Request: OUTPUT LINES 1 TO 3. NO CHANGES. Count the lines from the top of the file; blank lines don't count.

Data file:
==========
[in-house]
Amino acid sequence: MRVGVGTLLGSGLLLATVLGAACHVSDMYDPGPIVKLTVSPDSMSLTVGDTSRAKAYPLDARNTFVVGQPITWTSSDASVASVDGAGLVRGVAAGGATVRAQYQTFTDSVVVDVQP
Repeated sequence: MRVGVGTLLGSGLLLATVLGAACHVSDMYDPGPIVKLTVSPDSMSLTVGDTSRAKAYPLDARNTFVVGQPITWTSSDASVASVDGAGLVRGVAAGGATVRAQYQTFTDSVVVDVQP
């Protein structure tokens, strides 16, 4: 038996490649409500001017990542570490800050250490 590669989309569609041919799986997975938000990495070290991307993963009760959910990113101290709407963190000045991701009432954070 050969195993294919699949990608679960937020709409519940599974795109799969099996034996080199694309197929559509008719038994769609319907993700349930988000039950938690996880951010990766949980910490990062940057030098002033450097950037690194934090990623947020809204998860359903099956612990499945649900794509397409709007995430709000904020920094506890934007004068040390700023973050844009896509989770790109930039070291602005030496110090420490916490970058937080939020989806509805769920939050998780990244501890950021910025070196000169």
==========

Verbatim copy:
[in-house]
Amino acid sequence: MRVGVGTLLGSGLLLATVLGAACHVSDMYDPGPIVKLTVSPDSMSLTVGDTSRAKAYPLDARNTFVVGQPITWTSSDASVASVDGAGLVRGVAAGGATVRAQYQTFTDSVVVDVQP
Repeated sequence: MRVGVGTLLGSGLLLATVLGAACHVSDMYDPGPIVKLTVSPDSMSLTVGDTSRAKAYPLDARNTFVVGQPITWTSSDASVASVDGAGLVRGVAAGGATVRAQYQTFTDSVVVDVQP